Reflecting on Van Halen

A couple of weeks ago on a work trip I spent time with a coworker friend I hadn’t seen since before COVID; he’s a guitarist, and in our catching up we talked about the sadness of losing Eddie Van Halen in 2020.

My first memory of listening to music of any kind is hearing Eddie Van Halen’s Eruption at the age of 4. I grew up worshiping the Van Halen brothers. You may have seen the Netflix series Unsolved, on the murders of Tupac Shakur and Biggie Smalls; one of the characters is played by actress Laurie Fortier, who was my neighbor as a kid. Her dad was the band doctor for Van Halen.

I started playing the drums in 2nd grade, and Alex Van Halen was one of my main inspirations.

When I was a scout, we went on an overnight hike in the mountains near L.A. and that night another scout tipped over a large coffee can of boiling water onto my leg. It melted part of my hiking boot and went through to my leg. I ripped off my boot and then ripped off my sock. But what I didn’t realize was that some of my burned skin was stuck to the inside of my sock, so when I ripped off the sock, I ended up ripping off a huge patch of skin from my leg. Our leaders put rags of cold water onto my leg, water from a stream nearby. We wrapped it up and a friend of mine offered to let me use his walkman to try to sleep. One of the tapes he had was Van Halen’s Diver Down, so I laid there shaking in pain, listening to Diver Down all night until we were able to get me to a doctor the next day.

After my mission I became more selective in the music I listened to, and I wondered if I would ever like Van Halen again. I do. To this day, I sometimes loudly serenade my wife on family road trips with Pretty Woman. Every time I get new speakers or new headphones, I put them to the test using the Alex Van Halen drum solo Doin’ Time from the album Balance. It never gets old. Alex’s playing is a combination of aggression and finesse, a little messy like Keith Moon was. Alex might be my all-time favorite drummer. Before Jan Van Halen (Eddie and Alex’s father) died in 1986, he expressed his desire to see his sons become sober. Alex did become sober, and in later years he became an ordained minister. Eddie’s sobriety was off and on over the years; he would struggle with addiction until the end of his life.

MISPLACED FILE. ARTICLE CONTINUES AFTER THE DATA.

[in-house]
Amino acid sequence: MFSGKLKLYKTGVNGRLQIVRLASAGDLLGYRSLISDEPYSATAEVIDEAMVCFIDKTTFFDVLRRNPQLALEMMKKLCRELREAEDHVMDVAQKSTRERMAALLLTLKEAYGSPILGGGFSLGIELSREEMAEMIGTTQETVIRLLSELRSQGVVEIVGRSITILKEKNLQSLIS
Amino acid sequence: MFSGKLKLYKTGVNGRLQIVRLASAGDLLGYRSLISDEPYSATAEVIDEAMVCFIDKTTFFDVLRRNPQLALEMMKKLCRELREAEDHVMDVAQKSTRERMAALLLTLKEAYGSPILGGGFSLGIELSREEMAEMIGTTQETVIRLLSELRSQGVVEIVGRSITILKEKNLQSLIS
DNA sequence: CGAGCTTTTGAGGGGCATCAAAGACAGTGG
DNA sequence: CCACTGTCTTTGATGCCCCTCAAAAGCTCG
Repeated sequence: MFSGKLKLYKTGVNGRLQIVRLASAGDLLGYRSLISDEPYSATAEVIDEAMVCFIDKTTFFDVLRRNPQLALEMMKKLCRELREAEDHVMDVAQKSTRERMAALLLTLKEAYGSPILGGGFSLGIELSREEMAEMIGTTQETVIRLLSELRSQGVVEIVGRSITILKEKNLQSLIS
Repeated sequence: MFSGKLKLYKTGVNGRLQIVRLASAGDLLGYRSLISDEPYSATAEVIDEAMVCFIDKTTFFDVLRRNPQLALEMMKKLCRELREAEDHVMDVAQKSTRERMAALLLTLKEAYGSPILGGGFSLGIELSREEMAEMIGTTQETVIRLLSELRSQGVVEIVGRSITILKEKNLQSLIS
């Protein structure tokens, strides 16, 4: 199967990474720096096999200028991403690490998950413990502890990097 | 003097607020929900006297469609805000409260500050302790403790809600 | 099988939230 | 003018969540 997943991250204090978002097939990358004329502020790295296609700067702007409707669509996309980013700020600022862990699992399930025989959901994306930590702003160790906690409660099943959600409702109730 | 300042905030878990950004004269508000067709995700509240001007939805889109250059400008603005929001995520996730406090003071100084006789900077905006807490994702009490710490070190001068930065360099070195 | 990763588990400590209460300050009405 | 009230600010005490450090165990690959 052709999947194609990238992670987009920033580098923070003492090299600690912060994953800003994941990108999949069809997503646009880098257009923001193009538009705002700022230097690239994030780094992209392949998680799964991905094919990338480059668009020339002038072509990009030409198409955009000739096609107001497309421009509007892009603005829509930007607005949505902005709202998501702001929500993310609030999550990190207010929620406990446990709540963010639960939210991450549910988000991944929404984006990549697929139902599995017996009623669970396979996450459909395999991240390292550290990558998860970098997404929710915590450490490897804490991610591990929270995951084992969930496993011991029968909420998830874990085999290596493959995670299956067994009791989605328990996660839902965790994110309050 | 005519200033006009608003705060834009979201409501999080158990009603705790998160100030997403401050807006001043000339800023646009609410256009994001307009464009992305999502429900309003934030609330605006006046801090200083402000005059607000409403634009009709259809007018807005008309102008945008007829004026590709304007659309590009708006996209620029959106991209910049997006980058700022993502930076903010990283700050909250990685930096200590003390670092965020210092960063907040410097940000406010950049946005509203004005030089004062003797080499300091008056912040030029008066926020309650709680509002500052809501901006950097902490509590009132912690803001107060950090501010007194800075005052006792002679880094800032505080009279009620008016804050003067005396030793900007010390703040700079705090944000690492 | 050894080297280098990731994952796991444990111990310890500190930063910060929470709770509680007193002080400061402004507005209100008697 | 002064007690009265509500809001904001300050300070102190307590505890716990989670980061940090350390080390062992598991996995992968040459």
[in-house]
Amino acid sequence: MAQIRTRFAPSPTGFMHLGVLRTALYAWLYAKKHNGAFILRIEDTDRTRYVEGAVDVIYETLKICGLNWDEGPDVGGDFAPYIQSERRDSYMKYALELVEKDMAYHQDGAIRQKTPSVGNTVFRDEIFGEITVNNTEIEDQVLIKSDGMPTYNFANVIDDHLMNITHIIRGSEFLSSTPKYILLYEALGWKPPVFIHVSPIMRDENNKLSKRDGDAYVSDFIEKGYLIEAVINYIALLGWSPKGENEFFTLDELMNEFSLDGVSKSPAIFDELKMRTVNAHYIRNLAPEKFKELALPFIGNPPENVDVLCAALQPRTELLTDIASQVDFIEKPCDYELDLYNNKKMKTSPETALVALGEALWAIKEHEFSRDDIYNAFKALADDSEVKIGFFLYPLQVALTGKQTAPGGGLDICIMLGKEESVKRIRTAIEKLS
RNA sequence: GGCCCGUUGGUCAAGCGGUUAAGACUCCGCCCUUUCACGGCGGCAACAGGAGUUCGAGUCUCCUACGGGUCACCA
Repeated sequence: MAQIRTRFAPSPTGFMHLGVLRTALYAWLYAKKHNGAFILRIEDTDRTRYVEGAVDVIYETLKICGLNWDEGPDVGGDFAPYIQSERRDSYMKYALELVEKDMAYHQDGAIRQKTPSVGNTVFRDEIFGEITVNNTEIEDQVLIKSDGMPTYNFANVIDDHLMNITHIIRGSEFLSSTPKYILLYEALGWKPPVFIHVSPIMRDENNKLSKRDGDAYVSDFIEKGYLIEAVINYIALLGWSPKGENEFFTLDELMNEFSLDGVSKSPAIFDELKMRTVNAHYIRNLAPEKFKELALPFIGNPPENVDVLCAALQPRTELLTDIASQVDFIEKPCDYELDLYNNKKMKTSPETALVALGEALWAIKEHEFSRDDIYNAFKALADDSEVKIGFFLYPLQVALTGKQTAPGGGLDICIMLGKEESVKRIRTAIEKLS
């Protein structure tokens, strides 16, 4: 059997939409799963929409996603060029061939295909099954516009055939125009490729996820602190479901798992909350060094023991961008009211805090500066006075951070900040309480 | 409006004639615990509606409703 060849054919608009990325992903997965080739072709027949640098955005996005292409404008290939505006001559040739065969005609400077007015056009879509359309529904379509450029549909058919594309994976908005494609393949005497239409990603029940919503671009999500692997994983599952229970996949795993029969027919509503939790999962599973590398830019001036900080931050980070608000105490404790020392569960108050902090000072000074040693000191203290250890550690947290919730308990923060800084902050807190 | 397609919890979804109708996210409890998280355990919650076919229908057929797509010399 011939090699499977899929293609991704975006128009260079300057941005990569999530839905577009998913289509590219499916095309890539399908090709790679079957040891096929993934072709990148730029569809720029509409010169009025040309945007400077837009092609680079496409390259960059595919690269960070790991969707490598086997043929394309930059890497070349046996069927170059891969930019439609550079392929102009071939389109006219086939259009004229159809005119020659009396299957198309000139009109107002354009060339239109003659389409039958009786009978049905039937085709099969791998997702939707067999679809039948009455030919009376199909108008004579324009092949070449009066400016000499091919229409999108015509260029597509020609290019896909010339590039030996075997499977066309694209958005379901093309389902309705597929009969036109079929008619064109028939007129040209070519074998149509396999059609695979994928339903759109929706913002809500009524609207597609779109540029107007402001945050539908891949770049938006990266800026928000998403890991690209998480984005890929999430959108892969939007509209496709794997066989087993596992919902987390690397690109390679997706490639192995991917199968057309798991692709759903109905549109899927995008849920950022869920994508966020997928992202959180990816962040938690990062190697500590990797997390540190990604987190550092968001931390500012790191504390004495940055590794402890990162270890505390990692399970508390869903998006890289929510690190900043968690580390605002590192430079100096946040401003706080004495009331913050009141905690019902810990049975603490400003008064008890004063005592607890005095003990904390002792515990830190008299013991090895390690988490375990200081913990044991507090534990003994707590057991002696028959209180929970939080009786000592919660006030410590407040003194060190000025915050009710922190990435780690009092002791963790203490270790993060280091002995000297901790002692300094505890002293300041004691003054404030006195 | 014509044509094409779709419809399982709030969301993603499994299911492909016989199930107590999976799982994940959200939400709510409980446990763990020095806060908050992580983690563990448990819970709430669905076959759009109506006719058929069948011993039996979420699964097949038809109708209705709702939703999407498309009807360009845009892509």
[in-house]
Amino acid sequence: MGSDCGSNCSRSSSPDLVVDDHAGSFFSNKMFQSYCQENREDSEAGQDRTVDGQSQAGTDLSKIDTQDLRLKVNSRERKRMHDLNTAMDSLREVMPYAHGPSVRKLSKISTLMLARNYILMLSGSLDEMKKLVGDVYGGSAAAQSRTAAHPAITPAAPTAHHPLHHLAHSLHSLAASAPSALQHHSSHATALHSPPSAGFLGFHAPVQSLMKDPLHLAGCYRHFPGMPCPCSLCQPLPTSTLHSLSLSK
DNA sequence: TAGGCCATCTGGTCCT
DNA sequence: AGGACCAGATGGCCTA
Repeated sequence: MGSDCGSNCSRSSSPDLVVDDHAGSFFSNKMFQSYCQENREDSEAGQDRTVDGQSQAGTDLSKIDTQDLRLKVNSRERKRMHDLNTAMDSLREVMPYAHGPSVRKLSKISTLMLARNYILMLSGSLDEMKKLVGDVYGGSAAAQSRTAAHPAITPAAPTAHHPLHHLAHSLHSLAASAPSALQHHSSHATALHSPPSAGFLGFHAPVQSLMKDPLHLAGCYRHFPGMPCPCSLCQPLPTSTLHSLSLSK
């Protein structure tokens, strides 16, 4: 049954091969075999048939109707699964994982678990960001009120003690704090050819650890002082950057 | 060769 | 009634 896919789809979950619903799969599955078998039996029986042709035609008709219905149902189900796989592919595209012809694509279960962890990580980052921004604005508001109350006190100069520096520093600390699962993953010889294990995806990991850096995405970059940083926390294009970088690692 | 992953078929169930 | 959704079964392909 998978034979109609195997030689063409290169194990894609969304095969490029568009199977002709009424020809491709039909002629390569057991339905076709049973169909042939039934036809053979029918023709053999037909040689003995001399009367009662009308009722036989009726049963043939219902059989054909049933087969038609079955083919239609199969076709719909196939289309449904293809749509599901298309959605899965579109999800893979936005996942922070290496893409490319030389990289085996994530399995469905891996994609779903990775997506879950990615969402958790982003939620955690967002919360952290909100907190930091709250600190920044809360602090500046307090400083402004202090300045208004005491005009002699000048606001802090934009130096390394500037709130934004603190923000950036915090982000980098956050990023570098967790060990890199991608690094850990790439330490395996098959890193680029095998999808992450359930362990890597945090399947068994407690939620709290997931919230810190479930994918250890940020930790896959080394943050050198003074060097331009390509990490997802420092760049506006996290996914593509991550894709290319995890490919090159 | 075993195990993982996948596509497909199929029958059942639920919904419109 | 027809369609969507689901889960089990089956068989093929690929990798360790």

A very few of us Van Halen fans think Mine All Mine (from OU812) is one of the best Van Halen songs, and it might be the best from the Hagar era. Sammy Hagar wrote the lyrics, and they’re an interesting contrast with Runnin’ With The Devil, the first song on the first Van Halen album. Mine all Mine begins as follows:

Oh, forgive me father, for I have sinned
I’ve been through hell and back again
I shook hands with the devil
Looked him in the eye
Looked like a long lost friend
Oh, anything you want, any dirty deeds
He’s got everything except what I really need
Keepin’ me temporarily satisfied
But not one thing I’ve tried
Filled me up inside or felt like mine
Mine all mine

The rest of the song basically offers Sammy’s disillusionment with the idea of organized religion, and presents a simple kind of – I guess? – humanism as an alternative. After the Sammy Hagar era, Van Halen did one album and tour with lead singer Gary Cherone, who tried to take the band in a more reflective direction, and they ended up parting ways amicably.

When Van Halen ended up reuniting with David Lee Roth, I had a heavy heart. I didn’t see them on any of their tours. I thought Eddie needed better influences in his life. Alex, and Eddie’s ex-wife Valerie Bertinelli, were both great for Eddie. But Eddie needed to accept some kind of consistent spiritual guidance, and he needed to sever bad influences from his life. I don’t think he ever did those things on a consistent enough basis to free him from his demons.

When Eddie died, for me it felt like being stabbed with a dagger. I’m still a Van Halen fan, even though I’m more selective about my music choices as time goes on. And with my recent study of Christian and Buddhist conceptualizations of the demonic, I see in Eddie’s life and music a struggle against those influences. I wish he had surrounded himself with more friends who could have modeled for him how wholeness looks and feels.

On my list of souls I want to hug when I get to the other side, Eddie Van Halen is near the top.

Leave a Reply

Your email address will not be published.